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Indiana Supreme Court Opinion Highlights Importance of Knowing Your Coverage Before You Need It

Charles Edwards

Charles P. Edwards

Insurance Recovery and Counseling Group Co-Chair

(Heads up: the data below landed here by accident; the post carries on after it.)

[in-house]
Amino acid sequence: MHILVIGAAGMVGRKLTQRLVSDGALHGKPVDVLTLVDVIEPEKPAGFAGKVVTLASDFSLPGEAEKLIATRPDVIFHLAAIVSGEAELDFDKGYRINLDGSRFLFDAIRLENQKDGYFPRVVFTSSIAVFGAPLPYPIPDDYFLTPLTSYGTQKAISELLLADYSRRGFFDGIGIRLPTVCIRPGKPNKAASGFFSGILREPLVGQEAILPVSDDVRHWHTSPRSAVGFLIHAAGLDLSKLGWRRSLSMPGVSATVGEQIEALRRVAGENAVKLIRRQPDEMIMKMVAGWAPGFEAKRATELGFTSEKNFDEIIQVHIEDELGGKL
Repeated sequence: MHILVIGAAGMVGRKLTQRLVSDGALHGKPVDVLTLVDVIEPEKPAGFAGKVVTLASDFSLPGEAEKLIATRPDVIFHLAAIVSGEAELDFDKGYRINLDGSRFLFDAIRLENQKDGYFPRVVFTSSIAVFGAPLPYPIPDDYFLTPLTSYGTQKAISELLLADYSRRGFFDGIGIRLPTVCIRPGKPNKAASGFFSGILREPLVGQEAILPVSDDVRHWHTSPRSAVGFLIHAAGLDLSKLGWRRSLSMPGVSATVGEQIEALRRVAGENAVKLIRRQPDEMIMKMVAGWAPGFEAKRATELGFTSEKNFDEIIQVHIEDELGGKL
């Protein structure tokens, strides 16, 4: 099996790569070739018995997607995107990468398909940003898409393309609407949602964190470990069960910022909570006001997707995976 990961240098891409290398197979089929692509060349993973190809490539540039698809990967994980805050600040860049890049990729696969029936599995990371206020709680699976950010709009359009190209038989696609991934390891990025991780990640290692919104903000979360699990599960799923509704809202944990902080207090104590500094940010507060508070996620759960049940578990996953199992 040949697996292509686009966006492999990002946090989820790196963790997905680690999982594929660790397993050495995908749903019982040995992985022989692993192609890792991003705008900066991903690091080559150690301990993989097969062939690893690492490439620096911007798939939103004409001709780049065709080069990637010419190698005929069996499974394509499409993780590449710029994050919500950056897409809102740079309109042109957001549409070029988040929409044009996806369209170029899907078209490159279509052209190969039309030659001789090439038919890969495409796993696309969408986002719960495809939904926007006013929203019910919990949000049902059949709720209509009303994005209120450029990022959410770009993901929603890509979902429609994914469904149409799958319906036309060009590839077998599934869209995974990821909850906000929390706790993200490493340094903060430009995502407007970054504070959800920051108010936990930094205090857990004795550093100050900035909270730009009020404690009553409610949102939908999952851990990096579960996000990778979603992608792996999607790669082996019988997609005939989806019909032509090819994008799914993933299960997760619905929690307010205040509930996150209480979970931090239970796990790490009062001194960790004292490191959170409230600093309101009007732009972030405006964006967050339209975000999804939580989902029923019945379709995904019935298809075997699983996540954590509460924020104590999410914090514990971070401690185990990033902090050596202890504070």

In Groce v. American Family Mutual Insurance Co., No. 48S02-1307-CT-472 (Apr. 3, 2014), the Indiana Supreme Court has again held that the rule of caveat emptor, or let thcaveat emptor, latin for let the buyer beware.e buyer beware, applies to the purchase of insurance coverage.  The Court held that where an agent’s failure to obtain the coverage sought by the policyholder is “ascertainable from the policy itself,” the two-year statute of limitations on the policyholder’s claim against the agent for failure to obtain coverage begins to run when the policyholder receives a copy of the policy. This rule presents three challenges for policyholders:  (1) many policyholders renew the same coverage year after year, such that the initial failure to obtain coverage could have happened years before the loss for which the coverage is needed; (2) because most coverage is written on an “occurrence” basis, the coverage may not be needed until years after the policy expires; and (3) many policyholders do not have the time or experience to read and understand complex insurance policy language and determine whether their agent placed what they requested. Indeed, as the Indiana Court of Appeals has noted, “[w]hile the insured is always supposed to read the policy, only a very hardy soul would have plowed through all of the fine print and separate sections in an effort to understand the many terms and conditions listed in the main policy and the convoluted additional thereto.”  Nat. Mut. Ins. Co. v. Curtis, 867 N.E.2d 631, 636 (Ind. Ct. App. 2007). The rule in Groce is subject to an exception where the policyholder reasonably relies on the agent’s representations where the agent insists that a particular hazard is covered.  So, if you are not a “hardy soul” capable of reading and understanding your insurance policies, it is a good idea to have someone do that for you and/or to obtain assurances from your agent that the coverage you wanted has, in fact, been purchased. Let the buyer beware…. Barnes & Thornburg


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